Financial planning and dementia: How advice can help if you’re worried about a parent’s diagnosis

Published on February 18, 2021 by Andrew

According to the Alzheimer’s Society, there are currently around 850,000 people with dementia in the UK. That figure is set to rise to 1.6 million by 2040.

Rising cases mean an increase in those requiring care. Currently, 70% of people in UK care homes have dementia or severe memory problems.

With two-thirds of the cost of dementia being paid for by the individual and their families, the potential costs of later life care must be factored into all our financial plans.

There are some other steps you can take too, helping to maintain the financial security of a loved one if they receive a dementia diagnosis.

Here are three small steps you can take and how financial advice can help.

1. Create an “ICE” document

An “In Case of Emergency” document is a place to store everything someone might need to know in an emergency. Speak to your loved ones and find out if they have one. If not, help them compile one.

Bank account details, insurance documents, and the names of solicitors and financial advisers should all be listed. Important documents such as birth certificate and passport should be kept here too, or at the least, a section confirming where they can be found.

Talking about money can be difficult. While helping to put together a loved one’s ICE document, you might take the opportunity to discuss financial matters.

Does your loved one currently have an adviser? Do they have a will? Do they have a Lasting Power of Attorney (LPA) and if not, do they know who they would like to look after their affairs if they become unable to? Do they have money put aside to help fund the cost of later-life care?

It is important to get the answers to all these questions early so that together you can put plans in place.

2. Help to put an LPA in place

An LPA is a legal document your loved one can use to set out who they would like to look after their affairs if they are no longer able to. There are two main types:

  • A Health and Welfare LPA – This can cover a person’s daily routine, medical treatment, and decisions about their wellbeing, such as whether a move into care is necessary.
  • A Property and Financial Affairs LPA – This allows a chosen attorney to look after money matters, such as paying bills, and collecting benefits.

An attorney can only be appointed by someone who has the mental capacity to do so. This means that a parent or loved one able to make their own decisions has full control over who will manage their affairs.

More than one attorney can be appointed, and stipulations can be added to specify the exact areas in which each attorney can act. Picking someone they trust to look after their affairs will give your loved one peace of mind.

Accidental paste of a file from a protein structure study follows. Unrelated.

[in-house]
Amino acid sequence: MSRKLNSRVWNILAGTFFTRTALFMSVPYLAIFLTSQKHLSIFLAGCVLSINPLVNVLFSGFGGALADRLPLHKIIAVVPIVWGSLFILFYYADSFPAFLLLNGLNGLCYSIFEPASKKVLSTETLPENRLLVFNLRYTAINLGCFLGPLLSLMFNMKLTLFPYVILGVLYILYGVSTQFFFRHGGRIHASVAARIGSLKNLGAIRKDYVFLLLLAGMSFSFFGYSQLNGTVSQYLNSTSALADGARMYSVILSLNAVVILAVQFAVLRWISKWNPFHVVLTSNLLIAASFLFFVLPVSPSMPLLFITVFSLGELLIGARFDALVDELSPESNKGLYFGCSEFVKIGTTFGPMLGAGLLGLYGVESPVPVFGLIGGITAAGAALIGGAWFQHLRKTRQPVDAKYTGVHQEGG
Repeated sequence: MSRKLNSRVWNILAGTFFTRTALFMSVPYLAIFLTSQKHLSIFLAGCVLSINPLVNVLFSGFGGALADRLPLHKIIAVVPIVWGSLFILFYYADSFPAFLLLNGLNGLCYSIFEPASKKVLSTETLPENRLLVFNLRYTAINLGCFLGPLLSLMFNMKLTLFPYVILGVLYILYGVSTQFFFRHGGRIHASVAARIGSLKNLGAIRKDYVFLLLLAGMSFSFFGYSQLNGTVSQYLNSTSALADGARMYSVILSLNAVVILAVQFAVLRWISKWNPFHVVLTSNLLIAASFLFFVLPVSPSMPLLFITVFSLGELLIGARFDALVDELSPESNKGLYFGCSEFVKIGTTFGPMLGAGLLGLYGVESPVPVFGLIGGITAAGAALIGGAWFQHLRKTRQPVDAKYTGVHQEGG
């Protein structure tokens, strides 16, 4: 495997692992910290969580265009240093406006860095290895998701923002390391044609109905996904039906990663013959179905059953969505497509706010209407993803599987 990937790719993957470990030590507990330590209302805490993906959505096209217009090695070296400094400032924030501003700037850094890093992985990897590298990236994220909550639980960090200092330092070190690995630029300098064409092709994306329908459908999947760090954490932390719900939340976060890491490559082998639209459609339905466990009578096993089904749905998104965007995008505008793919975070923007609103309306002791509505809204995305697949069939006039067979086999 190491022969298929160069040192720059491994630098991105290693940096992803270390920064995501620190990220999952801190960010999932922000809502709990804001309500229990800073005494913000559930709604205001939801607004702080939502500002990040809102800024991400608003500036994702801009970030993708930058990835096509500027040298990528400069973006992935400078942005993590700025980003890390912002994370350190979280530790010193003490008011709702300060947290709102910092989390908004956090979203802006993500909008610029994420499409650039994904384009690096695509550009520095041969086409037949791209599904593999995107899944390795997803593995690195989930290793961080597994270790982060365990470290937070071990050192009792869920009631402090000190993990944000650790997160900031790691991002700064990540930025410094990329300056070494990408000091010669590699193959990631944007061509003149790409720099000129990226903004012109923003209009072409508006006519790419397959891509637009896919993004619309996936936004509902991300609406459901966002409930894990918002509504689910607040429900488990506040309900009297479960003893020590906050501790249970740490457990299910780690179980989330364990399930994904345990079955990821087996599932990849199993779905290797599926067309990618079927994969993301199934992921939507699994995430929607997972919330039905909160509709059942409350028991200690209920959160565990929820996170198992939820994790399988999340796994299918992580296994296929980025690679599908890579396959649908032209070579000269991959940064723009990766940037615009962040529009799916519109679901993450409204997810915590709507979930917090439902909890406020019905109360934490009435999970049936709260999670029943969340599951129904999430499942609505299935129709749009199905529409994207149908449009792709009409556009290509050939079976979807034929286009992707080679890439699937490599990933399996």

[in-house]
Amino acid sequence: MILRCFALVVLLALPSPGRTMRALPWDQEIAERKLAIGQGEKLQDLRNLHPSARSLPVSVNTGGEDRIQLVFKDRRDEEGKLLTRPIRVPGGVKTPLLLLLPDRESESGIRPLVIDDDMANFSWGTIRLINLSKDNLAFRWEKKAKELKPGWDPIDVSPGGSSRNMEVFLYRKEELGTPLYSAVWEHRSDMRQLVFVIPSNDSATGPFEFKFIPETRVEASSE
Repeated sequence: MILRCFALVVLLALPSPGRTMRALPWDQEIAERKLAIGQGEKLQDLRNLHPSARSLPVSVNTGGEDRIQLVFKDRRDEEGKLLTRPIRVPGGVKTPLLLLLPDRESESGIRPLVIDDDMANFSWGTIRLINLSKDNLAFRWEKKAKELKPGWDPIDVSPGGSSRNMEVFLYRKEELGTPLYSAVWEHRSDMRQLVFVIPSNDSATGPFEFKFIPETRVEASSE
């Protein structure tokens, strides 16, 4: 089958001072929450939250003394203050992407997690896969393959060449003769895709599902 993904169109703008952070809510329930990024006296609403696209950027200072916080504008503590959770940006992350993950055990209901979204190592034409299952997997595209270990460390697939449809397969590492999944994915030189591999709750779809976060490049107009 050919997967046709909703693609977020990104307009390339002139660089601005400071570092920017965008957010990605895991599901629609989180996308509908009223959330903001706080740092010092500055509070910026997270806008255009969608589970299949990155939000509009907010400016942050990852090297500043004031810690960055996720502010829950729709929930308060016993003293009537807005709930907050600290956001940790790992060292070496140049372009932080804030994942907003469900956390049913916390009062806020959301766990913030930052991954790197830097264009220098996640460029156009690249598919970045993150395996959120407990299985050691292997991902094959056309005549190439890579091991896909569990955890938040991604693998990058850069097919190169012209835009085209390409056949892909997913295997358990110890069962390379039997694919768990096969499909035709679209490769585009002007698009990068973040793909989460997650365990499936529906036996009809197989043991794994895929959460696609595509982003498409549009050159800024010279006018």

You will have confidence too, that their affairs will be looked after in a way that aligns with their wishes.

3. Considering the cost of care

Social care is means-tested. If a loved one owns assets of more than £23,250 (in England and Northern Ireland) they will not receive any local authority support. That means the cost of care will need to be privately funded.

The average cost of care home fees for those self-funding is around £1,000 per week, so the funds must be there when they are needed.

Talking to a loved one early has several advantages:

  • Knowing how much it will cost

Knowing the type of care your loved one would like is the first step in knowing whether it is affordable. If they have a financial adviser and a retirement plan in place, there will likely be provision to cover the cost of later-life care.

  • Understanding all the options

There are different types of care available and the right one for your loved one will depend on their individual circumstances at any given point.

In its early stages, dementia might allow for home care visits or a move to sheltered accommodation. If a loved one is unable to live independently, residential care might become the best option.

  • Peace of mind

Although it isn’t a topic any of us want to think about, having the conversation could give a loved one peace of mind that their wishes have been heard. An early conversation might also give you the confidence that everything is in place to make those wishes a reality.

Get in touch

The NHS suggests that one in three of us will care for someone with dementia in our lifetimes. Putting plans in place to cover the cost of later life care, either for yourself or a loved one, is vital.

We can help you put a financial plan in place to give you peace of mind that your care costs are covered. If you find yourself caring for a loved one, we can help too, mitigating the impact of that care on your long-term financial plans.

If you’d like to speak to us, get in touch. Email at or call 0800 0787 182.

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